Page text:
What Is the Duty to Mitigate a Personal Injury Case?
Posted in Accident Information on June 8, 2021
As the victim of a personal injury accident, you may not realize that you have certain duties of care. For example, you have a responsibility to mitigate your damages and losses as much as possible. If you fail to fulfill the duty to mitigate, you could receive a reduced payout from an insurance company – or a denied claim altogether. Learn more about your duty to mitigate to better protect your right to recover financial compensation in Nebraska.
What Does it Mean to Mitigate Your Damages?
Mitigate means to reduce or minimize. In personal injury law, the duty to mitigate is a victim’s responsibility to take reasonable steps to minimize the consequences of an injury or accident. If you get injured in an accident in Omaha, you could be eligible for financial compensation from the person or party that caused the accident. If you contributed to the extent of your injuries by failing to mitigate your damages, however, you could be partially at fault and less eligible for recovery.
The responsibility to mitigate only goes as far as what is ordinary and reasonable. You do not have an obligation to take extraordinary steps to reduce your losses following an injury. You must only act in good faith and with due diligence to exercise an ordinary amount of care and reasonable judgment when seeking treatment for your injuries. Failing to do so, resulting in exacerbated injuries or losses, could negatively affect your injury claim.
How Can the Duty to Mitigate Impact Your Case?
If a prudent plaintiff reasonably would have done more to lessen the extent of your injuries or losses, you may be accused of failure to mitigate. This could lead to the loss of your right to recover the portion of damages that could have been prevented. Since Nebraska is a comparative fault state, if you are found to be 50 percent or more at fault for your current injuries and damages because of the failure to mitigate, you could be barred entirely from financial recovery.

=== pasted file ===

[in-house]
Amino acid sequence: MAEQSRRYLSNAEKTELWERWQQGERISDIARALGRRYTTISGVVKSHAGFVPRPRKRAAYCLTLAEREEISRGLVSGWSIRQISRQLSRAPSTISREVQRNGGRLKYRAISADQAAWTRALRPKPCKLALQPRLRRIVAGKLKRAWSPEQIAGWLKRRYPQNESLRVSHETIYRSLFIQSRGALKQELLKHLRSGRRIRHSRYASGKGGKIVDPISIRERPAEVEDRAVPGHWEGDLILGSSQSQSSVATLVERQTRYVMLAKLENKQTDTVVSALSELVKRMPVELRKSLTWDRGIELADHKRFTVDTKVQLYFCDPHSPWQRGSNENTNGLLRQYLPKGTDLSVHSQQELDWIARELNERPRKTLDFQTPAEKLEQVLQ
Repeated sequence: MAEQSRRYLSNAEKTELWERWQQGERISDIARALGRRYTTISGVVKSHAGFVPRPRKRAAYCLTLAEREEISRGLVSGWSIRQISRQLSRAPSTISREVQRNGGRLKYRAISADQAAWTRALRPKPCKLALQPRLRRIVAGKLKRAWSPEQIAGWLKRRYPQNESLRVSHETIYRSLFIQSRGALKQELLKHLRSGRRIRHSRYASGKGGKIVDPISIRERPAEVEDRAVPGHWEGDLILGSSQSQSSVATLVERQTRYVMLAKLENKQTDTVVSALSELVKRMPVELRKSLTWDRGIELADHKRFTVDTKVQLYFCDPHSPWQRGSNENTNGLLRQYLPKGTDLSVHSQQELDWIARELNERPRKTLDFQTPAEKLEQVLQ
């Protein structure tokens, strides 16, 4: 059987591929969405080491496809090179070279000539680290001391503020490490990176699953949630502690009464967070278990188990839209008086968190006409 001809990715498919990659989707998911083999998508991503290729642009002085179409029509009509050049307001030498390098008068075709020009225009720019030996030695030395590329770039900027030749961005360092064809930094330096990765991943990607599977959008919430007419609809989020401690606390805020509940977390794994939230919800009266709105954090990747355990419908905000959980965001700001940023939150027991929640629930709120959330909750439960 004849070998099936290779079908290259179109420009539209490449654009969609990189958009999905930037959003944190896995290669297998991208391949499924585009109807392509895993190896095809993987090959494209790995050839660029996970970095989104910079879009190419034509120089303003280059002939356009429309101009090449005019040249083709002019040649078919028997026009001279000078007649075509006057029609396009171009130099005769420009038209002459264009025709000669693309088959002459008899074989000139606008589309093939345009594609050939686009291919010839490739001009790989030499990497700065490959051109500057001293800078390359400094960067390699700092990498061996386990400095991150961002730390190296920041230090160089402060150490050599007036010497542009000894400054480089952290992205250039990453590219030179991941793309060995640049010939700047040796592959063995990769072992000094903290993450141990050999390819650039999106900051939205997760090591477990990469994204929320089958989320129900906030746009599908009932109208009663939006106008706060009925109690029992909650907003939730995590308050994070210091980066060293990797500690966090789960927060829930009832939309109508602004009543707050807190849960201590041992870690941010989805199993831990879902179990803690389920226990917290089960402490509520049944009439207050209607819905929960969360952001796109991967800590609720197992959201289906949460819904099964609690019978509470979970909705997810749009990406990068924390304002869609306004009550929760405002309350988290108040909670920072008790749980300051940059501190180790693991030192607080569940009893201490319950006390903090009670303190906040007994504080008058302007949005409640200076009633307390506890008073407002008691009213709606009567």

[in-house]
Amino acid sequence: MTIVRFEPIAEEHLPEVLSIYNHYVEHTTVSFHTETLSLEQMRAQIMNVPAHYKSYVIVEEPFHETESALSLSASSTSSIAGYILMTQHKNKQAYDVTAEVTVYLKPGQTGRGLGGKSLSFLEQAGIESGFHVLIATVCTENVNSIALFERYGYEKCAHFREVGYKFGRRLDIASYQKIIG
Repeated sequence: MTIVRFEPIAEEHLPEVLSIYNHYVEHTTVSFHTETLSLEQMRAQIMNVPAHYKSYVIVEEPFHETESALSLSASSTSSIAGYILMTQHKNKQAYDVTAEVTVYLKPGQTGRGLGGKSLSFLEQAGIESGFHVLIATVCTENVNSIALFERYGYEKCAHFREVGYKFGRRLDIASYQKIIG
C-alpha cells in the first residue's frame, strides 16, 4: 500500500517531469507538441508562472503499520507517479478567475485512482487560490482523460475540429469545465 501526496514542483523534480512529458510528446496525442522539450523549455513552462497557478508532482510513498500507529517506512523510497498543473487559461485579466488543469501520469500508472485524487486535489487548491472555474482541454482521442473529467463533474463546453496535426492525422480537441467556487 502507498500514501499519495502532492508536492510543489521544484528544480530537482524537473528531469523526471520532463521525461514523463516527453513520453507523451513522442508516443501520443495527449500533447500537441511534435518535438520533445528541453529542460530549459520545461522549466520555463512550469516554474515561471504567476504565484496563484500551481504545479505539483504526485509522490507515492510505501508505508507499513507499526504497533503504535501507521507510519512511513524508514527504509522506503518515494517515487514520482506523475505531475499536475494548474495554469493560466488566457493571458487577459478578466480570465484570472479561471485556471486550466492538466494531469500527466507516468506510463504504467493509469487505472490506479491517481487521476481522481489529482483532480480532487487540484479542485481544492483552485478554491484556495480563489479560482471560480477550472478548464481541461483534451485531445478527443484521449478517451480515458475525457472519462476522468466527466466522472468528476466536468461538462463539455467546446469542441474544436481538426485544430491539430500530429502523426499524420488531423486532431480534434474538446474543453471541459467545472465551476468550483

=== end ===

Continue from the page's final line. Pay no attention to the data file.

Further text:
If you are less than 50 percent responsible, however, you can still recover a partial award. The courts will simply reduce your recovery by your percentage of fault. For example, if you reasonably could have prevented an additional surgery and several weeks of being unable to work had you gone to a hospital right away, the courts would leave your preventable damages out of your recovery award.
Ways You Can Mitigate Your Damages
It is important to take your duty to mitigate seriously as an injured accident victim. The duty to mitigate requires a plaintiff to take reasonable steps to minimize the severity and effects of an injury. What is reasonable depends on the circumstances and what a rational victim would have done in the same circumstances to reduce the extent of the injury. In general, you should take the following steps to protect your wellbeing and fulfill the duty to mitigate:
- Go to hospital or doctor right away
- Follow your doctor’s treatment plan exactly
- Follow your doctor’s recommendations, such as by undergoing surgery
- Attend all follow-up appointments
- Act reasonably to minimize your injuries
Delaying your doctor’s appointment after an accident, choosing not to undergo a surgery that could significantly lessen the consequences of an injury or ignoring your doctor’s treatment plan could all lead to an allegation that you failed to reasonably mitigate your damages. This could ultimately reduce the payout you receive for your injuries, medical bills, pain and suffering, and other losses.
Taking reasonable actions to reduce your losses after an accident, on the other hand, can maximize the outcome of your injury claim. It will prevent the defendant from using the defense that you failed to mitigate your damages. This can help you and your family obtain fair financial compensation for the full extent of your injuries and related losses.
For more information about how to mitigate your damages, or for assistance combatting this defense in a personal injury case, contact an attorney in Omaha.